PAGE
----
The day Wilson goes back to the work is a day of celebration in PPTH. They throw a huge Welcome Back party, complete with a huge banner that says 'HERE'S SHOWING THEM HOW IT'S DONE."

Wilson grins, and lets himself be tugged along and into the crowd. His clothes are a little bit looser, and there are more lines on his face, but overall, he feels healthy. The tumour had shrunk successfully, he had the surgery and the follow-up treatments, and the cancer is in remission. It's been a rough couple of months, but he's picked himself up, eating healthier foods, exercising more. His brush with death has rejuvenated his outlook towards life. He's less uptight, more ready to embrace fun and be just a little more reckless. He feels good.

Everyone clears out of the oncology lounge after a while. House's team is the last to leave, the relief plain in their faces. It's an awkward fist bump from Park, and a clap on the back from Foreman. Adams smiles and hugs him, while Taub shakes his hand firmly with a gaze that Wilson cannot quite read.

He finds Chase in a secluded corner of the hospital, outside a toilet for the handicapped that is hardly used.

"That was some party," Chase remarks tonelessly. He is sitting against the wall, legs outstretched. Coverage of Brangelina's upcoming nuptials peek out from the magazine he's flipping through.

Wilson considers the scene in front of him for a while before nodding, and sitting down next to Chase, some distance from the toilet door.

"You've been avoiding me."

Chase shrugs indifferently.

"How long…" Wilson trails off, gesturing uncertainly into the air.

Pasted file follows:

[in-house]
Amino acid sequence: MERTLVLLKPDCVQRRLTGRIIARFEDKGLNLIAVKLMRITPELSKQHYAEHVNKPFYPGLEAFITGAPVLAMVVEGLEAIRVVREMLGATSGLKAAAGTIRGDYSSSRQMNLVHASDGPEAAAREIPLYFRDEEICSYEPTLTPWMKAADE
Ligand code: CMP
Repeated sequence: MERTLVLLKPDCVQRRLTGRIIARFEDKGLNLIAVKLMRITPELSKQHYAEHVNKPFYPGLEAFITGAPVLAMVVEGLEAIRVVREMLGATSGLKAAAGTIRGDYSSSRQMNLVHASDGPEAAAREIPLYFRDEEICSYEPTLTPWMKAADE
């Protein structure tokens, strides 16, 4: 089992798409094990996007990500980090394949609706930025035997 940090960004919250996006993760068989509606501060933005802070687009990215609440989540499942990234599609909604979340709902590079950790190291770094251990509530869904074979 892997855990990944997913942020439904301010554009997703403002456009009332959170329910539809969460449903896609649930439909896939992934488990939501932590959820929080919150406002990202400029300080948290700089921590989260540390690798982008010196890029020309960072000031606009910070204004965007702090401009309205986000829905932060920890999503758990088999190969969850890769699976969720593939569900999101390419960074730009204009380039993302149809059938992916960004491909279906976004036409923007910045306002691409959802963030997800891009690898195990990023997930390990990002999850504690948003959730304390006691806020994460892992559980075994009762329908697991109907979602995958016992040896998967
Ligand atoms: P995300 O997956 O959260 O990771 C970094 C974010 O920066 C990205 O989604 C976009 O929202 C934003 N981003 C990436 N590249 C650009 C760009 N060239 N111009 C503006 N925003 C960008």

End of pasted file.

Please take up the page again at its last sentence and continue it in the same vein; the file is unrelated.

Chase raises an eyebrow. "Twenty, thirty minutes." He seems more interested in the Kardashians' latest antics than in talking to Wilson.

Wilson can almost feel the resentment rolling off of Chase, and it's almost refreshing. Chase is the first person to not coddle him and greet him like he's a walking miracle come back from the dead.

"You were selfish," Chase finally says. "You placed him in a position he should never have had to be in."

Wilson ducks his head.

"He's done a lot of shit to you, but he's never placed you in a position where you – and you alone – had to make a potentially life-or-death decision for him. You never had to decide whether to bring him to the hospital against his wishes, or let him die at home from a risky, unauthorized procedure that was totally unnecessary. You emotionally manipulated him, and you put him in between a rock and a hard place. If you were anyone else, he would have browbeaten you into doing the logical thing. But he didn't, and he was scared."

Wilson stares at his toes as he wriggles them. He decides that he deserves the guilt that Chase's harsh words induce in him. "I wasn't thinking."

Chase casts a withering glare at him before clambering to his feet. "No one does in that situation."

That is all the absolution Chase will allow him.

He likes to think that he's doing his best, giving and serving, and being unselfish and noble. But now he knows: he's still as selfish as everyone else out there. And it's ugly. In his delirium, he had said and done things so horrible that no-one, not even House had deserved. House hadn't batted an eyelid; it had been Wilson at his worst, but he took it all, stored it away, brushed off the half-complete apology and never mentioned it again. Wilson doesn't know if he could have that.

"Chase…" Wilson finally finds it in himself to make eye contact with Chase. "Thanks... for you know…"

"Swooping in and saving both your asses at the last minute? Saving him from a lonely lifetime of regret?"